We eventually found our base for the night, having driven past it a few times first because it was called something different to the name given on the website, and because typically, a migraine had started to set in. Virginie’s B&B lies only a few miles from the border with France, in a good walking area, and provided the peace and quiet that by then we were craving. Our room was called ‘Chicoree’ and was absolutely gorgeous, with its own entrance hall, wet room, and separate loo. There are even bee hives and free range chickens in the garden. We went straight to bed for a nap when we arrived, and fortunately the tryptan kicked in so that I could enjoy dinner in the double level lounge and dining area.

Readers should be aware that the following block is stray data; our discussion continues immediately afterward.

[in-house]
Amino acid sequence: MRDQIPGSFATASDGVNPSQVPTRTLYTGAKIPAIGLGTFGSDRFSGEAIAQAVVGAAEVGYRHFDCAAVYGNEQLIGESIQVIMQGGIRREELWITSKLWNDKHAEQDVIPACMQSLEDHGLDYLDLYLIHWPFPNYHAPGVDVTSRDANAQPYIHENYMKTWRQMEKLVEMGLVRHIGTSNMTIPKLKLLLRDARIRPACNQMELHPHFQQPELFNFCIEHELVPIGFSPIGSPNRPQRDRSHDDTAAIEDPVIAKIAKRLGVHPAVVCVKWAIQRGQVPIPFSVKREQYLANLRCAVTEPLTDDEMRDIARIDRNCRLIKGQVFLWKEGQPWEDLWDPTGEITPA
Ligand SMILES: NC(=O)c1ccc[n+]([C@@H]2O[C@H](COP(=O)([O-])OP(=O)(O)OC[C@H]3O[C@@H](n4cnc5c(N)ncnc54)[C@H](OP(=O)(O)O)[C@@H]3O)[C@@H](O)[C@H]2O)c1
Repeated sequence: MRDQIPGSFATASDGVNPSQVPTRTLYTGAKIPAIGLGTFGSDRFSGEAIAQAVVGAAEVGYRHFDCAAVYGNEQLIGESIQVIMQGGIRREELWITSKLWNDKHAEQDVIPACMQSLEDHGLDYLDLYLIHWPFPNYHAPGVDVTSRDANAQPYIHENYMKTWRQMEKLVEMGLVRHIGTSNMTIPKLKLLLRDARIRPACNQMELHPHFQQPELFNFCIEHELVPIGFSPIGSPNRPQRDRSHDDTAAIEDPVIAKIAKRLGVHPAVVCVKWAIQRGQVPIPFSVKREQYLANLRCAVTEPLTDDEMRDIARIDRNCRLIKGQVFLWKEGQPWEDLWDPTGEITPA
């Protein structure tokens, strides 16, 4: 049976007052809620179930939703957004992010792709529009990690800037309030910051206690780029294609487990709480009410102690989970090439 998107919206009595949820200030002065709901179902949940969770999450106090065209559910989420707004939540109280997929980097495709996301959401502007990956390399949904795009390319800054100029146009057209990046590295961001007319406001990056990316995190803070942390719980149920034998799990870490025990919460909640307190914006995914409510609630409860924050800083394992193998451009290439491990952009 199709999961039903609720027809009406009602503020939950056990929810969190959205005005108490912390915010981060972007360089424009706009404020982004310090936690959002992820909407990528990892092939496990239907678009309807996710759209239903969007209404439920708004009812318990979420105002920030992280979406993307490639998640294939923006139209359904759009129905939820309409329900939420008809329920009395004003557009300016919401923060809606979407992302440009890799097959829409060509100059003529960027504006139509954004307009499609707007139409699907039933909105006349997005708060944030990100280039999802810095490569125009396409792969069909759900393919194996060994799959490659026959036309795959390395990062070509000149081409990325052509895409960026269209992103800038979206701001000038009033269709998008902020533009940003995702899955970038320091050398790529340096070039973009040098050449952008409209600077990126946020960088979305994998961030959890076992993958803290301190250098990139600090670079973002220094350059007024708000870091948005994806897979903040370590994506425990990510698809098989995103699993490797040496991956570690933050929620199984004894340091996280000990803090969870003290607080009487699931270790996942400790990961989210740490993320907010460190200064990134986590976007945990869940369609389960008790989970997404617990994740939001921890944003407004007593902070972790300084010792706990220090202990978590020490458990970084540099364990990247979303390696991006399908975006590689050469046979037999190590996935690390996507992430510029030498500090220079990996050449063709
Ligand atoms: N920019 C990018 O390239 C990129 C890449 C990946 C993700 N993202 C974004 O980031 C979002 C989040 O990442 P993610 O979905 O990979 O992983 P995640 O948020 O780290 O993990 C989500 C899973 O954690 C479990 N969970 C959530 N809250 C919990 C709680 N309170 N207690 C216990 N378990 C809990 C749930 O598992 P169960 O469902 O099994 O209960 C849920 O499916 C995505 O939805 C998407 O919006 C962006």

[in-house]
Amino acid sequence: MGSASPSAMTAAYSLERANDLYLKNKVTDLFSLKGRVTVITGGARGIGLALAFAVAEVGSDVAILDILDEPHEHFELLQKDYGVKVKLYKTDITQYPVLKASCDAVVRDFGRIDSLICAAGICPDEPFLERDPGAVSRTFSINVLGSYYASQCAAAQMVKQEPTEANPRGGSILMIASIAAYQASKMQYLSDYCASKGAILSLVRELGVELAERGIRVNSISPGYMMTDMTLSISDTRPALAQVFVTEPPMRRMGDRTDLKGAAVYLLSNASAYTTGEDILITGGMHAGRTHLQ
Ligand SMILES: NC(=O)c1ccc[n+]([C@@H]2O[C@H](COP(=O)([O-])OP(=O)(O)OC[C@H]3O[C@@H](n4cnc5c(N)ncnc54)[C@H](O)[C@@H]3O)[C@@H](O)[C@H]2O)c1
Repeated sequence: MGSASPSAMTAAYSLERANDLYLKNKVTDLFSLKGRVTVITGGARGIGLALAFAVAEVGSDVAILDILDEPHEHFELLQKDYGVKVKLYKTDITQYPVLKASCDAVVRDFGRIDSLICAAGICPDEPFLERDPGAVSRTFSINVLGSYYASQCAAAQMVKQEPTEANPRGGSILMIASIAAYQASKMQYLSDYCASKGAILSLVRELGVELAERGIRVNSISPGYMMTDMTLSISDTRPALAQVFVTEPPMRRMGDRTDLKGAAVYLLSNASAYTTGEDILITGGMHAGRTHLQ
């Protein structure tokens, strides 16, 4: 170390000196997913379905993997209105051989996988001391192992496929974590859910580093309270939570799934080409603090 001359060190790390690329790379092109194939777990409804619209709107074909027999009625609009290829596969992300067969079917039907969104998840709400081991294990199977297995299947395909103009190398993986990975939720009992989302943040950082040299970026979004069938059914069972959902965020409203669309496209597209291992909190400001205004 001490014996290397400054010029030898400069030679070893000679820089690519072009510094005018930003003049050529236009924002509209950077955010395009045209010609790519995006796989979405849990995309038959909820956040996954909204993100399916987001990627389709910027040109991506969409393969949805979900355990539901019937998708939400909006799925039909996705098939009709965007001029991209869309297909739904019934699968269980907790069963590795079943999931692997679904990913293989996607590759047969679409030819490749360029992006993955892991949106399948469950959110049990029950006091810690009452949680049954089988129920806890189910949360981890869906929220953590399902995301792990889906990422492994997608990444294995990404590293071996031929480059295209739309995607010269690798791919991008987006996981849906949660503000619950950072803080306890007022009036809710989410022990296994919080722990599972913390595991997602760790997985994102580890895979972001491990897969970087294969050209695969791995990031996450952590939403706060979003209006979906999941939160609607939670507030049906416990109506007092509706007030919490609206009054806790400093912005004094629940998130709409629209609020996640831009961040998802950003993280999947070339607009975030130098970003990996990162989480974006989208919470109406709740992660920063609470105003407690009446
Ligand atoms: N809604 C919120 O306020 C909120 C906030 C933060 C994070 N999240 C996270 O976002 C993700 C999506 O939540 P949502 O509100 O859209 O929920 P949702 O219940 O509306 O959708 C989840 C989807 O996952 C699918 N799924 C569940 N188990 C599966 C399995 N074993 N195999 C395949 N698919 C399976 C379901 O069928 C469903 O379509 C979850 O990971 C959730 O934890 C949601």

Fortunately sleep also happened that night despite the nap, but in the early hours I felt a sudden pressure on the end of my bed. We were in a twin room, and I knew it wasn’t Rich, so immediately went into warrior mode, pulled my legs up to my chest ready to kick out, and as I did so turned the lamp on so that I could get a decent aim, only to find that there was a small bundle of black fluff purring at me, and making its way up the bed in an effort to get beneath the covers. We’d opened the bathroom window as we like cool rooms, so this little puss cat had come exploring. Had it wanted to curl up and go to sleep I’d have let it stay, but it kept head butting me and purring so loudly, that I had to put it back out of the window. Needless to say, a few hours later it came back, and had just settled down on my bed when it heard Rich stir and decided that it had to investigate Rich and his bed at that very moment. Poor Rich screamed and shot out of bed when the cat landed on him! Of course it then wanted to head butt Rich so I had to shove it back out of the window, and hope that it would leave us in peace until the morning.